a resident of Old Palo Alto
on Nov 4, 2016 at 12:44 pm

huge waste of money.
might as well change the name of the city - the historical reference to Spanish colonization makes me uncomfortable.


14 people like this
Posted by Headline i don't want to see
a resident of Crescent Park
on Nov 4, 2016 at 2:30 pm

"PAUSD facing self-inflicted budget crisis and looming program cuts earmarks funds to rename 3 schools"


2 people like this
Posted by Jonathan Brown
a resident of Ventura
on Nov 4, 2016 at 3:14 pm

Where can we send written comments about whether to pursue renaming (for those of us who won't be able to attend the Town Hall on Nov. 7)? The renaming proposals raise important issues that deserve critical reflection and thoughtful input from a diversity of perspectives.

One of the issues is how to engage in civil discourse and make decisions even on topics on which we may disagree. I think we're off to a solid start in that regard, and I hope we can model good behavior for our students throughout the discussion. Hopefully in the end the people who would have preferred that another decision be made will be able to disagree and commit, understanding that the process was fair and that their voices were heard.


8 people like this
Posted by John Polanski
a resident of Downtown North
on Nov 4, 2016 at 3:23 pm


How about a contemporary new name:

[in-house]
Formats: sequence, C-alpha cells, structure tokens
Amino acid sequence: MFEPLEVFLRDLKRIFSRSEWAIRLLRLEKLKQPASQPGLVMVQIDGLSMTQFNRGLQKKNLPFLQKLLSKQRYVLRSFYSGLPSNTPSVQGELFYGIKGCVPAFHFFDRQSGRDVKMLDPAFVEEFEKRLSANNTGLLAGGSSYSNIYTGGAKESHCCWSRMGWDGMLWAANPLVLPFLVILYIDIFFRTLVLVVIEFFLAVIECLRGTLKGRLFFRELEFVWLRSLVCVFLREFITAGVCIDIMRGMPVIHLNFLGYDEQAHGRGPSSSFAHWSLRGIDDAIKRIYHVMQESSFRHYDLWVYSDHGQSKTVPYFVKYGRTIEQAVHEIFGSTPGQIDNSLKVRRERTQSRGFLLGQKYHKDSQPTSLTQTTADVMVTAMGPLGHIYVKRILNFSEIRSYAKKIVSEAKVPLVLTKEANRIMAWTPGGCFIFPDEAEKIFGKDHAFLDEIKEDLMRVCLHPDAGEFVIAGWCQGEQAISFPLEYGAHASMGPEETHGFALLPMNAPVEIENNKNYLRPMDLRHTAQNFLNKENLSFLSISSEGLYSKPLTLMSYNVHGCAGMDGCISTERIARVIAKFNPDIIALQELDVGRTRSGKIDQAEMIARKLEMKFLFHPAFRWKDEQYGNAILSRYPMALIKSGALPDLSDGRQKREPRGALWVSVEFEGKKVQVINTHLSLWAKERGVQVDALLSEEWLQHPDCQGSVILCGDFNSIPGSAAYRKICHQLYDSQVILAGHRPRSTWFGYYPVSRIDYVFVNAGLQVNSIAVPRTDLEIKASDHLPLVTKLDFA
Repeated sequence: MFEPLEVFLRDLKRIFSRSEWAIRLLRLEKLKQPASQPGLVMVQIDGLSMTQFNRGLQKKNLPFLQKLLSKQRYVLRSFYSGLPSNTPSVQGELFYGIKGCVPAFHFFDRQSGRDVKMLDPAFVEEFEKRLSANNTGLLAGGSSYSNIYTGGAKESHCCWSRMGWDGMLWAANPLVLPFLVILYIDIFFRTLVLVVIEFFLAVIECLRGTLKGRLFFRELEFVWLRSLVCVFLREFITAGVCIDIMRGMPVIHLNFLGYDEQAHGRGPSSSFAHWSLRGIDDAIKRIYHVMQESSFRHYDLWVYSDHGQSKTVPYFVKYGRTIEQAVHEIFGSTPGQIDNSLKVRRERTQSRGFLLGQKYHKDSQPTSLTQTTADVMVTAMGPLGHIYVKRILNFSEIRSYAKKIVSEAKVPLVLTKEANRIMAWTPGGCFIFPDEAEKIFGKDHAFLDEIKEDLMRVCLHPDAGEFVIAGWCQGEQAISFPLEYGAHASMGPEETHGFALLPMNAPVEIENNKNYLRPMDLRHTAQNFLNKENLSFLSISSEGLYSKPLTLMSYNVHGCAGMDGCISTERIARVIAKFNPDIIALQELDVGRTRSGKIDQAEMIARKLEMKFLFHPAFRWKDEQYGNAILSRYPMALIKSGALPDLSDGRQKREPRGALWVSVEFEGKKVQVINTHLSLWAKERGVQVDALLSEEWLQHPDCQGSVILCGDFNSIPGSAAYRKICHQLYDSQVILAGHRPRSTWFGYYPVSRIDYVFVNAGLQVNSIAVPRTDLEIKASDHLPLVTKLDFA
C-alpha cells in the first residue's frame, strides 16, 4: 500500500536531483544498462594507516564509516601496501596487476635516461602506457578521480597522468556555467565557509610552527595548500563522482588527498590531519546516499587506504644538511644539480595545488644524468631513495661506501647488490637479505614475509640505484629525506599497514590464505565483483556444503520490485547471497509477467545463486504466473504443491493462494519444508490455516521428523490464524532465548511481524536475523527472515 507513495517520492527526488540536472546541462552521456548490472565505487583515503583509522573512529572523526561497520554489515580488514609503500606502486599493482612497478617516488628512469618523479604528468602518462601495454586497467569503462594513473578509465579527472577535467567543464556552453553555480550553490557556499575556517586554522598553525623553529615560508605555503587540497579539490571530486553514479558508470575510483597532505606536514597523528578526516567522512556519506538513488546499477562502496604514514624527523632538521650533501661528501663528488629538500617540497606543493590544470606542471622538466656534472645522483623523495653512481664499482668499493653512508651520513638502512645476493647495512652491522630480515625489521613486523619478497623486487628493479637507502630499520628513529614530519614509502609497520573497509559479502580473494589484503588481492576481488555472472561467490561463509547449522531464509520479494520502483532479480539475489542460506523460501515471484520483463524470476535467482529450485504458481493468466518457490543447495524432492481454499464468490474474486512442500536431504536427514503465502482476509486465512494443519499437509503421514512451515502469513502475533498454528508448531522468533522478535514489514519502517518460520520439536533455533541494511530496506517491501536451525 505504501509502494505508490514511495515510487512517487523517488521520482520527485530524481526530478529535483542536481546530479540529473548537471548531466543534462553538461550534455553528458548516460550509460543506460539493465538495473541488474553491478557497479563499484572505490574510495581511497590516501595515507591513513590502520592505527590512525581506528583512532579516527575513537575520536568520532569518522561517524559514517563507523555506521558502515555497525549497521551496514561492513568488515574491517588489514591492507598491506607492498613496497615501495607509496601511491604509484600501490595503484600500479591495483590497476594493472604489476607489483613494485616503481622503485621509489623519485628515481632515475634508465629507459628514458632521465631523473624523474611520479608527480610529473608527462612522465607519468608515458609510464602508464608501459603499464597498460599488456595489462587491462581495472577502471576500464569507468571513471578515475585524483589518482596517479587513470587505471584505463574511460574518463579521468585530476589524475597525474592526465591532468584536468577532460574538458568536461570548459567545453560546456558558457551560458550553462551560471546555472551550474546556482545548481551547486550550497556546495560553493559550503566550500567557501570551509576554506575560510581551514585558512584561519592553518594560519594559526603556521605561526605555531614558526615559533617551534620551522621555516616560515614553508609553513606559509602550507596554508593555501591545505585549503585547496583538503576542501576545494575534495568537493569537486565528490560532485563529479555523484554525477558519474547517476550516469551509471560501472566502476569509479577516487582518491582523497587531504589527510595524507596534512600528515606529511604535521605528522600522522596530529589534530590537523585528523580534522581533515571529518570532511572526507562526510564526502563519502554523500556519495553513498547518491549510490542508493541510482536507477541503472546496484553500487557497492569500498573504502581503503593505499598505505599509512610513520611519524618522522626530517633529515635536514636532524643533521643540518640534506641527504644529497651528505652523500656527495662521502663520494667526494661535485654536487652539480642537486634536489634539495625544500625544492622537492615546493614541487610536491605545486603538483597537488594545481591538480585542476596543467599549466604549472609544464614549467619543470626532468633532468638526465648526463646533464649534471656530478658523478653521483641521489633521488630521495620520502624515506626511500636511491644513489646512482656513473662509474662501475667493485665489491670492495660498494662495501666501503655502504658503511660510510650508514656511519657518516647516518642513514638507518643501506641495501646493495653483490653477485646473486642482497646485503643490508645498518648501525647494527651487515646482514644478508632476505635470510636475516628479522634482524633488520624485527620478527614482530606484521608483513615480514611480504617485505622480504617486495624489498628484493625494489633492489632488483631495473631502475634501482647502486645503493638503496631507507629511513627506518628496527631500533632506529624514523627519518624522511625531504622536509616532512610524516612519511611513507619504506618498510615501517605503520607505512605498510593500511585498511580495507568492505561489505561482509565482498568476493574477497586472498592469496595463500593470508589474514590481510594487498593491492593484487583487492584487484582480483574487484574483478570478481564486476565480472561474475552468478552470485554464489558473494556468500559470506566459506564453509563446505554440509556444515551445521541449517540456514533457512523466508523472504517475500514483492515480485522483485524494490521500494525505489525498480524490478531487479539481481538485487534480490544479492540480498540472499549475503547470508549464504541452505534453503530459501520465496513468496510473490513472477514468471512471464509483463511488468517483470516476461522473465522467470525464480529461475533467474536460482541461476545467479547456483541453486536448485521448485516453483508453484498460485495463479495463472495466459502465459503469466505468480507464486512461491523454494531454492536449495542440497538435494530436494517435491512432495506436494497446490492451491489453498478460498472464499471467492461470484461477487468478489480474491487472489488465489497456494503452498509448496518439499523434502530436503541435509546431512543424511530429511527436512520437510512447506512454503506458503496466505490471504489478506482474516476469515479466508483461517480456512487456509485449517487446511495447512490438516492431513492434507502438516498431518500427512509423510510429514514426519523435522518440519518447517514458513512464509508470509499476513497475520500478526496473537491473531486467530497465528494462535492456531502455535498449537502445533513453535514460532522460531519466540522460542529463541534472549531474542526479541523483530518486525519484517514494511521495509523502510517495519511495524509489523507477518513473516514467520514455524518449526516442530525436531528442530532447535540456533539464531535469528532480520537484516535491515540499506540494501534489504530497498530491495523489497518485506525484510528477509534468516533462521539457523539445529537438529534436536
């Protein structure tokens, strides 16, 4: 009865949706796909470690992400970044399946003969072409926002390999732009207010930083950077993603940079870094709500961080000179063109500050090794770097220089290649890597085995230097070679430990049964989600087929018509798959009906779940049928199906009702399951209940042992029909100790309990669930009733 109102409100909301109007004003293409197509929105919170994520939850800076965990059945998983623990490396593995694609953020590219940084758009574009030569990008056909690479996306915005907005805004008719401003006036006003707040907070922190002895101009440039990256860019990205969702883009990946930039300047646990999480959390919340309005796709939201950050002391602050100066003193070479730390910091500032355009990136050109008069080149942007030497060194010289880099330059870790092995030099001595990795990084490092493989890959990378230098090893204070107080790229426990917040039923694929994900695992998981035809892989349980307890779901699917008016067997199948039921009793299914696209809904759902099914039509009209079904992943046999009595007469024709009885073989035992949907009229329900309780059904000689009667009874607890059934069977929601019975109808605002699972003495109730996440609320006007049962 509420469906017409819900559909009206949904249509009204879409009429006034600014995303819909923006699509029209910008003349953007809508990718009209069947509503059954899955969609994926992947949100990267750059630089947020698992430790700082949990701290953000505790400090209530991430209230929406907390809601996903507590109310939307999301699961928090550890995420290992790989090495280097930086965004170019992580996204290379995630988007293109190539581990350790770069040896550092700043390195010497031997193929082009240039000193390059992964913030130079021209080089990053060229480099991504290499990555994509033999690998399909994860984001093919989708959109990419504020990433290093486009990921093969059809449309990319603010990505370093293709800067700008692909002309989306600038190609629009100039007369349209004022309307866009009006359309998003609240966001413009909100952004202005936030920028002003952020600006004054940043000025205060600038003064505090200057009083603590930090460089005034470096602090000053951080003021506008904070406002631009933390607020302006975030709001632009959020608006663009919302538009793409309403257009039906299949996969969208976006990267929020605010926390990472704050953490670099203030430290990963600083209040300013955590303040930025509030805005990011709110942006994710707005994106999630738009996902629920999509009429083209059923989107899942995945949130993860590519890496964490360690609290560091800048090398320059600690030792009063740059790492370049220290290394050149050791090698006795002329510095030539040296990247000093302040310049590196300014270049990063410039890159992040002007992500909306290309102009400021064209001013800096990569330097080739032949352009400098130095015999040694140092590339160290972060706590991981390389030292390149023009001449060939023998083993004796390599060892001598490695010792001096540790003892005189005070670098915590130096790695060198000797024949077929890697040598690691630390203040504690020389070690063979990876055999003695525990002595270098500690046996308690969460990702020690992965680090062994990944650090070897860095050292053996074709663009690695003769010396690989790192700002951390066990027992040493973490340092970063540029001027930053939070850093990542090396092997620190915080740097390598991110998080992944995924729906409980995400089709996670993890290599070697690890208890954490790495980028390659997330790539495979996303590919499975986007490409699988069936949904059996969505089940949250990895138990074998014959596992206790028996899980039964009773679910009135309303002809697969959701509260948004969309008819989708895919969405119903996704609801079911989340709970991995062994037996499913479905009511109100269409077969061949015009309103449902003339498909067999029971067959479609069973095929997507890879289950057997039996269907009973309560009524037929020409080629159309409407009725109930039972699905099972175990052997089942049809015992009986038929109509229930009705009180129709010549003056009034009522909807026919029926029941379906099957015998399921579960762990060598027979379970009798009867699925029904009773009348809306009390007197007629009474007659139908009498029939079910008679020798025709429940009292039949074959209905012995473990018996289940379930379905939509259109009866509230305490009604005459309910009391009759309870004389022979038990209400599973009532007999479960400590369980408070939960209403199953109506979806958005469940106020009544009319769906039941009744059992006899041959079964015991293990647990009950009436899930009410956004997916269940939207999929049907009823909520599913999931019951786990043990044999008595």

Donald J. Trump Middle School!

New motto:

"The place where if you can dream it, you can achieve it."

j


1 person likes this
Posted by Lucky us
a resident of Crescent Park
on Nov 4, 2016 at 3:59 pm

We are so fortunate to live now and not at the beginning of the 20th century, when the white majority, whipped into a racist frenzy by the likes of David Starr Jordan, imposed their 'morality' onto all those they feared to dilute their supreme Anglo-Saxon/Nordic stock, and did so by means of forced sterilization, segregation, exclusion and internment.

Cost aside for a moment (that's a big aside in a broke district), what's so wrong with finding role models who have dedicated their lives to helping others, so the district can replace the the current namesakes we honor, who dedicated a substantial part of their lives to hating others?


13 people like this
Posted by animal farm
a resident of Adobe-Meadow
on Nov 4, 2016 at 5:56 pm

"The group determined most names were uncontroversial and did not merit renaming, save three. "